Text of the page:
Voiced by the one and only Toriumi Kousuke, Mineyuki Ryou is Katsuki’s childhood friend and a self-proclaimed delinquent musician who also happens to be the son of a monk at the local Buddhist temple. He’s the broest bro that ever bro’d and the guy who always has Katsuki’s back in a pinch, despite his apparent bad boy image. He and Katsuki may have a bit of a back and forth from time to time (usually as a result of Katsuki having trouble with an otherwise really simple social/emotional concept), but Mineyuki is the guy who will absolutely stick with Katsuki through thick and thin. He was probably my favorite male character and his friendship/loyalty towards Katsuki was quite nice. So yeah. A very solid example of the “male best friend” type of character. Oh and he also has a fetish for four-character kanji compounds and uses them in like every other sentence, so if you ever wanted to learn a few of those, listening to Mineyuki will give you all the learning material you’ll ever need. Here’s a couple I jotted down for fun before I got bored and stopped: 沈魚落雁, 会者定離, 生者必滅, 斉東野人, 淫祠邪教, 竜駒鳳雛, 一言居士.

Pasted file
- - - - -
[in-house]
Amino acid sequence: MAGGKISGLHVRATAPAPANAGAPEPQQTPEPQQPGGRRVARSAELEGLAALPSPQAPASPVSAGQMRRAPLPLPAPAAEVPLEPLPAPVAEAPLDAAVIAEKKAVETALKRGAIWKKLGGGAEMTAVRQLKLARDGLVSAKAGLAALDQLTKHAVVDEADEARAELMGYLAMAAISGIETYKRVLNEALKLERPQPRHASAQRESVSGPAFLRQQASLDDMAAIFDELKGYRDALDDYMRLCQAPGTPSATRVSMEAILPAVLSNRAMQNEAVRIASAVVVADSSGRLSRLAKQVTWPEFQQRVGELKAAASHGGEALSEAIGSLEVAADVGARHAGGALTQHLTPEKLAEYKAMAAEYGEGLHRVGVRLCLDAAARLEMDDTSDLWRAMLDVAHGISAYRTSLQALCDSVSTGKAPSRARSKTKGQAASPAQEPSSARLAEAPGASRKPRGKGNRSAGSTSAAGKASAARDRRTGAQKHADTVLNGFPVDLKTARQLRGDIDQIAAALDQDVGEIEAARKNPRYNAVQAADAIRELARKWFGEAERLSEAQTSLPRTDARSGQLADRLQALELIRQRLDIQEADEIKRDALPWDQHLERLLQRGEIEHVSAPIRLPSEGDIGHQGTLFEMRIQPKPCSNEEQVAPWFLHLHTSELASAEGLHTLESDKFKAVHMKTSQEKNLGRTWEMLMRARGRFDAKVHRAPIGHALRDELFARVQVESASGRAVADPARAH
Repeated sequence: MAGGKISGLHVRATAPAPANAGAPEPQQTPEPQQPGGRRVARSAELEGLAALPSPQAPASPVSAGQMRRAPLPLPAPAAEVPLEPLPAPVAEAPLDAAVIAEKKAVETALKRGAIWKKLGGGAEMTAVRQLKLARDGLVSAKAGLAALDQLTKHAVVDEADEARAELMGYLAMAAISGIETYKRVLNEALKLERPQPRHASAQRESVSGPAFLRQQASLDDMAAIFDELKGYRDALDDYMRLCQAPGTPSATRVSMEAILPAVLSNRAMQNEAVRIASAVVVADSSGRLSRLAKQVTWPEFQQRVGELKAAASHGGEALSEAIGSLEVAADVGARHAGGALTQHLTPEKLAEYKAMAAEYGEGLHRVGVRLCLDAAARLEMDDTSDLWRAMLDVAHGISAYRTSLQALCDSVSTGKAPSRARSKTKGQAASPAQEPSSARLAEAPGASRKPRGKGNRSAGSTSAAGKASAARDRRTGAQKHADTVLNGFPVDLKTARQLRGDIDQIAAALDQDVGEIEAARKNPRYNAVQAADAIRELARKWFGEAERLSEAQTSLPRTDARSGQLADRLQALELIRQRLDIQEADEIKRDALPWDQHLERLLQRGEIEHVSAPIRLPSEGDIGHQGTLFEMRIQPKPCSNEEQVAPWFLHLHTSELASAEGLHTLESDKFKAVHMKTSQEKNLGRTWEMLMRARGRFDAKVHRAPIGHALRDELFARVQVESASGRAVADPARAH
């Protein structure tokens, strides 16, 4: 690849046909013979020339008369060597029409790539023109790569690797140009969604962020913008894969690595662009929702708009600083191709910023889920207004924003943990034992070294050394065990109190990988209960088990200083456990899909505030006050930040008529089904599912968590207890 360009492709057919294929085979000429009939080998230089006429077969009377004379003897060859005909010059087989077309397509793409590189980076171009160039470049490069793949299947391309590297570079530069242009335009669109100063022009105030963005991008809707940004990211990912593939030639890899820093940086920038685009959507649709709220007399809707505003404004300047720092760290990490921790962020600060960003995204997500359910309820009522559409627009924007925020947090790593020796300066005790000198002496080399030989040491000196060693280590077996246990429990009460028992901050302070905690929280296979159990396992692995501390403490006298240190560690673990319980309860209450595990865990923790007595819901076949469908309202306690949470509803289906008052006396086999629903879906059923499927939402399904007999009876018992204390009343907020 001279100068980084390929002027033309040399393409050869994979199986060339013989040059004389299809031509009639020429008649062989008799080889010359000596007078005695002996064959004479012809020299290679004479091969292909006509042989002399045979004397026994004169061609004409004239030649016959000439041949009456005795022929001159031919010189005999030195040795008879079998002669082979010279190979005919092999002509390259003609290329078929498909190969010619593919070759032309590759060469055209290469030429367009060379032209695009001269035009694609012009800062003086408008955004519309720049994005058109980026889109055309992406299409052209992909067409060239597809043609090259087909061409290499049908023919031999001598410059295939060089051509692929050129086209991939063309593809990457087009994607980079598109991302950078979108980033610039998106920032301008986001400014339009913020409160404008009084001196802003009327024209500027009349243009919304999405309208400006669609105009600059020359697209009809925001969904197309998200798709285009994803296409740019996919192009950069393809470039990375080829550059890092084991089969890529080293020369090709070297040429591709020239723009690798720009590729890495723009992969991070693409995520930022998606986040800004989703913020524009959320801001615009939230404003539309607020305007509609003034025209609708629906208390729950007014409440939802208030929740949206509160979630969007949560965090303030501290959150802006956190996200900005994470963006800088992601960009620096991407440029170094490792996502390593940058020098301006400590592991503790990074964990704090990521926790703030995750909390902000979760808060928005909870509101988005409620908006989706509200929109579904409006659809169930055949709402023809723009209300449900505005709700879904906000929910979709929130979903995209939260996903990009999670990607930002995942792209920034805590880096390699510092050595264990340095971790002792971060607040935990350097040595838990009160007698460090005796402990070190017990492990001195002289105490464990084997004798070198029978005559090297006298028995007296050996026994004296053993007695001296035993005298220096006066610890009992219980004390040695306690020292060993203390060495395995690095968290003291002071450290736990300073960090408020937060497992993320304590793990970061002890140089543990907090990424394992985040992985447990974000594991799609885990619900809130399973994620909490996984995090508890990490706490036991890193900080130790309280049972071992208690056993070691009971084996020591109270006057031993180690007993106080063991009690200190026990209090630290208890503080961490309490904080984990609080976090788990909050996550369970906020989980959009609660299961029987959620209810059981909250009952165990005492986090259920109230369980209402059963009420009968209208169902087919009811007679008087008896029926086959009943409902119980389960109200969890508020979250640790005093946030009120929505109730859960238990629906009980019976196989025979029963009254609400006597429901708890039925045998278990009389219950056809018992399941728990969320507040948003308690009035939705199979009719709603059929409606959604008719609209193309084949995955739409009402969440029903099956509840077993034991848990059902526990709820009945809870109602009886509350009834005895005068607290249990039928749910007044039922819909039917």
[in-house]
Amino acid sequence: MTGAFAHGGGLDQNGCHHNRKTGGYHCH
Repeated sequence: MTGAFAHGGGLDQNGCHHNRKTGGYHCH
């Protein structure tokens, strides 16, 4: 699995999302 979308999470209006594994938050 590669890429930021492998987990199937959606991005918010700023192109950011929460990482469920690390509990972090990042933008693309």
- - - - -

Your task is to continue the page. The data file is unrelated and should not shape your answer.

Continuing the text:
Yay for reviews with High Quality Educational Content.
Megumi is Katsuki’s younger sister, a tiny girl with a big heart who spent several years studying abroad, and only just now returned to Japan for a short while to visit her brother. I doubt this will come as a surprise, but Megumi and Katsuki are not related by blood, and yes, she does have a crush on him. And not just in a “I’m a lil’ brocon, short and stout” kind of way, but rather the “I want this man’s baby-making juices throwing a party in my womb” kind of way. Okay, so jokes aside, there are several implications of her feelings towards Katsuki and I got the impression that she was originally meant to have her own route. She gets jealous whenever Katsuki brings home a new girl, be it Ignis or Kaze, but her jealousy never becomes creepy or annoying. She’s an enjoyable character if you like smol imoutos with a short temper and an unmistakable dere side.